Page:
Lose Yourself In Nadine Ijewere's New Monograph & More Fun Things To Do At Home
A formidable photographer has a new tome and a rag-tag group takes on high-stakes playground games in a terrifying (and terrifyingly bingeable) new thriller
Spice Girls: How Girl Power Changed the World
While this three-part documentary doesn’t interview the Spice Girls themselves, it is a trove of rare footage and a fascinating chart of the cultural phenomenon of the British pop group. Hear from the group’s original manager (who was swiftly ditched early on), a hopeful who almost made it as part of the five, and a former hairstylist. Available to watch at 8:30pm, Monday October 4, on TVNZ 2.
The premise is simple: play a series of children’s games, win, and brush aside your crippling debt. But as shell-shocked contenders soon find out in this terrifying South Korean horror-thriller, the gamble is on more than playground politics. Aesthetically, it’s a beautifully vivid series (think Escher-esque mazes and wildly inventive props) sans the blood. Available to watch on Netflix.
A spooky new show to binge-watch this weekend, this slow yet engrossing series takes place in an isolated fishing village, and centres around a church community, a very enigmatic priest, and the concepts of faith and grief. Something of a slow burn, once it gets going you'll find it hard to look away. Available to watch on Netflix.
Lit buffs, turn your attention to book publisher Mack’s new podcast that’s poised to explore “long-form writing at the intersection of art and literature”. In its debut, renowned poet Eileen Miles reads their essay Vanishing, with Ben Lerner, Lynne Tillman and Collier Schorr tipped to feature in coming episodes.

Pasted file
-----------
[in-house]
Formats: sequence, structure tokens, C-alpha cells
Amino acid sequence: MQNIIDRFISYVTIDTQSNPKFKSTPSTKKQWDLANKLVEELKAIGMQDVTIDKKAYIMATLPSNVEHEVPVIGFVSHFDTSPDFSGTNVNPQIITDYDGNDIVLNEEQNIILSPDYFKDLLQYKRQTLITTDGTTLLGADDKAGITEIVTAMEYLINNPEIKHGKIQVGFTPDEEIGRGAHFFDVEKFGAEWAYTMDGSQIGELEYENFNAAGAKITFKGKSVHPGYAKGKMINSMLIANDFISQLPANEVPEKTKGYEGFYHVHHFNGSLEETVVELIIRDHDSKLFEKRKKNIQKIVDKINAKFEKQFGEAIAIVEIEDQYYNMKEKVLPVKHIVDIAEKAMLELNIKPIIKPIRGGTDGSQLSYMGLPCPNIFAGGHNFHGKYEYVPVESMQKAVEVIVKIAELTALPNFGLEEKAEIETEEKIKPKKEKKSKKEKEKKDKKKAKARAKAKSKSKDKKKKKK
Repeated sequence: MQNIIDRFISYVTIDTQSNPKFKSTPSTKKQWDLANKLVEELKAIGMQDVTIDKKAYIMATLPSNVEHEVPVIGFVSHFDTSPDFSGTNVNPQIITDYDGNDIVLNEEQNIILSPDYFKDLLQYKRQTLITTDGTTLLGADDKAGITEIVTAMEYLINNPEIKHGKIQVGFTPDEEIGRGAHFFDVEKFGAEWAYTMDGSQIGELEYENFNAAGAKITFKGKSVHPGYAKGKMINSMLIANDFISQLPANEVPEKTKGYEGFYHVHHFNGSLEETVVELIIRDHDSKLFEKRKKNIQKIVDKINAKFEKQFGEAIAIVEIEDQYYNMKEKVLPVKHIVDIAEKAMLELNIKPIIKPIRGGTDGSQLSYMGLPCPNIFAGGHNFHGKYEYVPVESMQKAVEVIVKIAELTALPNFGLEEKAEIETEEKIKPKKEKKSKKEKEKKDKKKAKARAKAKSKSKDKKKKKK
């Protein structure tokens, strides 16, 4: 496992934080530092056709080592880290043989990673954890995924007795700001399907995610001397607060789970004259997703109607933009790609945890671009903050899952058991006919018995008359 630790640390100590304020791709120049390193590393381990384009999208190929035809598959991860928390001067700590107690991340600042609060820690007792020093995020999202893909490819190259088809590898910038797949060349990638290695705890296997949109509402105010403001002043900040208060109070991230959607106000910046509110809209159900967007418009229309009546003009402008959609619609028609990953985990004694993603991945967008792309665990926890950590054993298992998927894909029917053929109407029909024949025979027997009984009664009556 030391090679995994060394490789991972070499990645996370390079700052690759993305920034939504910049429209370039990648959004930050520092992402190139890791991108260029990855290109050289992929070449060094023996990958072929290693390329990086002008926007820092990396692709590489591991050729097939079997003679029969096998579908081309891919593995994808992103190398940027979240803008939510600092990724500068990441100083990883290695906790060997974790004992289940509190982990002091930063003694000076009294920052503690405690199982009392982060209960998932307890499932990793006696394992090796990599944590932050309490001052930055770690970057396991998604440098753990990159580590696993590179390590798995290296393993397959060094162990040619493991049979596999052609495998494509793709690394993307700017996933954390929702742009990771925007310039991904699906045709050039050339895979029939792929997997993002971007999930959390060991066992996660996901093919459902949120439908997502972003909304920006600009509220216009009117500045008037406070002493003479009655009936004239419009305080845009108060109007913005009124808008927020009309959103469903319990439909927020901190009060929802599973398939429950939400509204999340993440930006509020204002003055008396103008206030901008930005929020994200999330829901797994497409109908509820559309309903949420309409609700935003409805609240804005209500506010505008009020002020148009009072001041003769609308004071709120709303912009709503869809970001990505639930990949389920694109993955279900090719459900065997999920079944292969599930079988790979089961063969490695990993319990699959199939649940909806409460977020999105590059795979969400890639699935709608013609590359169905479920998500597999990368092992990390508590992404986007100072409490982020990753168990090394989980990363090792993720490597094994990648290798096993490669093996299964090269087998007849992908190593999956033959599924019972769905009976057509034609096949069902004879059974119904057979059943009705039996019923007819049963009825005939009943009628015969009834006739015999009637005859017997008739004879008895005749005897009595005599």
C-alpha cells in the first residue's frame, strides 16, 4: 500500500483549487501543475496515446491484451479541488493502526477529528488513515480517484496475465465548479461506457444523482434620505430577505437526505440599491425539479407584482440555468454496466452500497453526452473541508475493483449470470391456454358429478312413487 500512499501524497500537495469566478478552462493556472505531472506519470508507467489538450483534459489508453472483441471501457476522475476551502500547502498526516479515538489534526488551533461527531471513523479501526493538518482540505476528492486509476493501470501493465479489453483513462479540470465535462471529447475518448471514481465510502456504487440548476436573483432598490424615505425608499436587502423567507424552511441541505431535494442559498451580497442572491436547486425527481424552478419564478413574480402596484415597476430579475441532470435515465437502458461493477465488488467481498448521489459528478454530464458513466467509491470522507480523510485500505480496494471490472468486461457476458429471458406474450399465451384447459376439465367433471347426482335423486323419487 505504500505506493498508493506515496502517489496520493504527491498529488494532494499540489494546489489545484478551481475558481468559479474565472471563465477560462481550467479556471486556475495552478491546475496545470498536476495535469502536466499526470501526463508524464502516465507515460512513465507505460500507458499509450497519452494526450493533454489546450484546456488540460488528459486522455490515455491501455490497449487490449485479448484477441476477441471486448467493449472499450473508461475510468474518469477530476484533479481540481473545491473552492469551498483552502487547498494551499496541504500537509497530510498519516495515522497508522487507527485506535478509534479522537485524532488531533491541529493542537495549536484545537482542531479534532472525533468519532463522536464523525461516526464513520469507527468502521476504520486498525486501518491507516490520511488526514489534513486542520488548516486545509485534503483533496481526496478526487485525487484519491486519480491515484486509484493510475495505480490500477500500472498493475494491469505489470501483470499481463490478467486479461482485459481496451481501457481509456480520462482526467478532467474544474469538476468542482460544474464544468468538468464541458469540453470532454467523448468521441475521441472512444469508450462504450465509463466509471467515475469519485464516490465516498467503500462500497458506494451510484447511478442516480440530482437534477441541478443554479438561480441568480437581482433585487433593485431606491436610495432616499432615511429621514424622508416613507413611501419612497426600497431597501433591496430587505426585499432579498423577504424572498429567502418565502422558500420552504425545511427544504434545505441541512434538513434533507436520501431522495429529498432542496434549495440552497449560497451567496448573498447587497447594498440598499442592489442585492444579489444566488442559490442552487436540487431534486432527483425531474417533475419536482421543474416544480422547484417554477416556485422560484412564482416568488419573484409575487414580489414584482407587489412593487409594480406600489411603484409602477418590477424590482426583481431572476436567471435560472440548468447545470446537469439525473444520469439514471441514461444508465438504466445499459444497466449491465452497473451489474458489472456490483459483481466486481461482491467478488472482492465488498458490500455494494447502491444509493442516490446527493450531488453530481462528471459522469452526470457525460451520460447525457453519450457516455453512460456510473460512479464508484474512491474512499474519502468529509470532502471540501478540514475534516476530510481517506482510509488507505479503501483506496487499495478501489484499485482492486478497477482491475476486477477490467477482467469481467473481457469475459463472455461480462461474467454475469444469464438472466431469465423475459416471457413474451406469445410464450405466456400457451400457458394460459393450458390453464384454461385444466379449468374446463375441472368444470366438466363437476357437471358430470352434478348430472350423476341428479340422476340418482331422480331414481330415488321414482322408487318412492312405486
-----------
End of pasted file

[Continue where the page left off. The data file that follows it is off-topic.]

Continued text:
Retailer behemoth Net-a-Porter’s podcast offers a wealth of stories from leading women, including model Ashley Graham and pop darling Charli XCX. Like listening in on a conversation between friends, it’s a no-frills space for talking about anything from mental health to singer-songwriter Rina Sawayama sharing how she convinced the BPI to amend their outdated rules that made her ineligible for the BRIT Awards.
The Morning Star by Karl Ove Knausgaard
For those who invested themselves in the Knausgaardian universe of My Struggle, the new novel from the polarising Norwegian author, nine years after his magnum opus, is a departure into the uncanny as the challenges of everyday life for everyday people (a priest, a literature professor, an arts journalist, among others) slowly become worse once a bright, unnerving star appears in the sky. It’s the start of a new, fantastical series from the famously candid realist.
Our Own Selves by Nadine Ijewere
Photographer Nadine Ijewere, at the age of 26, became the first Black woman to ever photograph the cover of Vogue. Her new monograph, Our Own Selves, is a showcase of her familiar style, lead with vivid displays and themes of identity and diversity. With this tome, as with all of her work, she is righting a history that failed to elevate women of colour. Published by Prestel.
Harlem Shuffle by Colson Whitehead
Ray Carney, a small-time crook and furniture store owner, is embroiled in a safe deposit box heist in the eighth novel from the author of The Underground Railroad and The Nickel Boys. The book’s ordinary-Joe-turned-imperilled-con about-turn leads to a three-act crime thriller that gently nudges at the genre’s will-they-won’t-they formula without getting lost in it. It’s a deft, dutifully narrated triumph from the double Pulitzer Prize winner.
Dua Lipa 2022
The pop icon’s 2022 worldwide tour for her album Future Nostalgia is selling fast, so scoop up tickets quickly for your chance to see her at Auckland's Spark Arena next year on November 2 or November 3. Ticketmaster.co.nz